I’ve Got Something to Say (Reef, 1999)
Reef, of course, famously hail from the west country; Somerset to be exact. If they decided to put down their guitars (they still tour, I saw them last year) they could decide to sign up to the Somerset Development Programme. It’s a new free programme of support delivered by SSE Dartington in Taunton between June and September 2019. The course is aimed at social enterprises that are incorporated or plan to be by the start of the programme – priority will be given to applications from Somerset.
Tellin’ Stories (The Charlatans, 1997)
“I’ll be there in the mornin’, can’t you see I’m tellin’ stories” crooned The Charlatans, a band who appear to have a severe aversion to the letter ‘g’. Also hopin’ to tell more stories is SSE Fellow Jude Habib, who is runnin’ a crowdfundin’ campaign to create a network of media savvy storytellers led by people with direct experience of some of the biggest issues facing our society today. The aim is to create a more diverse media which reflects the views and ideas of a wider cross section of society.
One Week (Barenaked Ladies, 1998)
That’s about the length of time you’ll need to commit if you want to read all of Charity Comms’ absolutely mammoth guide to innovation. It’s great, particularly if you love buzzwords: blockchain – check, iterative – check, ideation – check. You get my point.
We like to Party (Venga Boys,1998)
If the Venga Boys still like to party and they happen to be in London on April 11th they might want to head to Kensington for Resurgo’s second Ventures Showcase, an opportunity to cheer on your favourite of six social impact ventures as they vie for a top prize. Wine and canapés will abound, apparently, which is always a good thing.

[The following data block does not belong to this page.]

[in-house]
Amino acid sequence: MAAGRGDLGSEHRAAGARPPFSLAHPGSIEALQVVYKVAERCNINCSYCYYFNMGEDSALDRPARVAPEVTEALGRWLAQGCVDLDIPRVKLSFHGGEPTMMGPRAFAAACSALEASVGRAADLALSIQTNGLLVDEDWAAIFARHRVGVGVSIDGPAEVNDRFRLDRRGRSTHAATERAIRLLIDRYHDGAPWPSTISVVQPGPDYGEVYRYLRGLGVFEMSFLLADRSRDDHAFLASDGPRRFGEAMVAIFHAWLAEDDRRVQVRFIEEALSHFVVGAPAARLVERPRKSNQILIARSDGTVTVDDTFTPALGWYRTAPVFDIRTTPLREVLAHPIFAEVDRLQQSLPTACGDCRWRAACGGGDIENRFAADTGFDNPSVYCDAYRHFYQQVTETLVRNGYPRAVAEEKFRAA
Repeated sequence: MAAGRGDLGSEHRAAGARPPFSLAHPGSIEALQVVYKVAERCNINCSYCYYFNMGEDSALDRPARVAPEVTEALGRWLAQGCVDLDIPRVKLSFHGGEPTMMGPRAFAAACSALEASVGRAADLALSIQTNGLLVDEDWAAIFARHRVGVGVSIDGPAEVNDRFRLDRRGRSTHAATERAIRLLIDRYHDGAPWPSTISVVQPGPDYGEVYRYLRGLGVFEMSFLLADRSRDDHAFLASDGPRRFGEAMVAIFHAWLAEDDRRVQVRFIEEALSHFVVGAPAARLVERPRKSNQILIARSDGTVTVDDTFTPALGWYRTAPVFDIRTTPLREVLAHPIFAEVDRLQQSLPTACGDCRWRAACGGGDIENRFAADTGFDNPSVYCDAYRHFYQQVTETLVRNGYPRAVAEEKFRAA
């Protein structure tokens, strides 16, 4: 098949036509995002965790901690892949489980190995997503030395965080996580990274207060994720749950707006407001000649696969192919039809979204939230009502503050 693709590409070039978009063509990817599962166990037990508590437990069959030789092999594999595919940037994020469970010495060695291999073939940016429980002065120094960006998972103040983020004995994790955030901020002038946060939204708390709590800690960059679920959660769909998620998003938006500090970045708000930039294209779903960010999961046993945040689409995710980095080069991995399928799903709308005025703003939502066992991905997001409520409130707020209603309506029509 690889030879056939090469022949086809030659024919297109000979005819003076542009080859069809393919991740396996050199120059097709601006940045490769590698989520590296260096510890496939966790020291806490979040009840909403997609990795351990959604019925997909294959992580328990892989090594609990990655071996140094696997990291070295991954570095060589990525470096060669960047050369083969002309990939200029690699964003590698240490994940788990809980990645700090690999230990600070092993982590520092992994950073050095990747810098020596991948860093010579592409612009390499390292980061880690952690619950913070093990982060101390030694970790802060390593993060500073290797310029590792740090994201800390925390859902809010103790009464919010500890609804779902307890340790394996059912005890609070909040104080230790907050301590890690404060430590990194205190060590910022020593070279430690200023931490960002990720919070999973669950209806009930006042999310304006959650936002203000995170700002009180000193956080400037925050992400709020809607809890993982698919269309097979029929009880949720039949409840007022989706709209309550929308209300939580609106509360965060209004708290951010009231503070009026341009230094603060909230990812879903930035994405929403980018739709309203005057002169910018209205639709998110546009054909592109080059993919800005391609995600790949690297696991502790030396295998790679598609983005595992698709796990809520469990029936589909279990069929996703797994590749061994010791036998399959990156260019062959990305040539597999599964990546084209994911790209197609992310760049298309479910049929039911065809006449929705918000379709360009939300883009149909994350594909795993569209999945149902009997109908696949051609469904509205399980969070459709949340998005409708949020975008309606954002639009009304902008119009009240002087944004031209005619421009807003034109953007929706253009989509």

You can get £5 off by using the code ‘Showcase.2019’ when making your booking.
No Limits (2 Unlimited, 1993)
No, no, no, no, no, no, no, no, no ,no ,no, no there’s no limit at Untld, who have just launched ‘How Do You Solve A Problem Like..?’ a new podcast for anyone concerned with the big problems facing society. Milly Chowles is traveling around the UK meeting ‘ leaders of social change who have created ‘business for good’ ventures, working on a local or national scale’.
King of My Castle (Wamdue Project, 1998)
You could make the newly launched SSE Hub Dartington your castle if you are looking for a new place to work from. If you need workspace or would like to work in an inspiring place where you can meet other businesses you should check it out. There are a range of packages available, starting from £20 a month (if you buy by 31st March).
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What’s on at SSE:
- Developing a Fundraising Strategy, London, 2nd April (sold out, other dates available)
- Fundraising from Trusts and Foundations, London, 3rd April
- Sources of Funding for Charities and Social Enterprises, London, 18th April
- Unlocking Social Investment, London, 10th May
- 3 Day Intensive Start Up, Cornwall, starts 13th May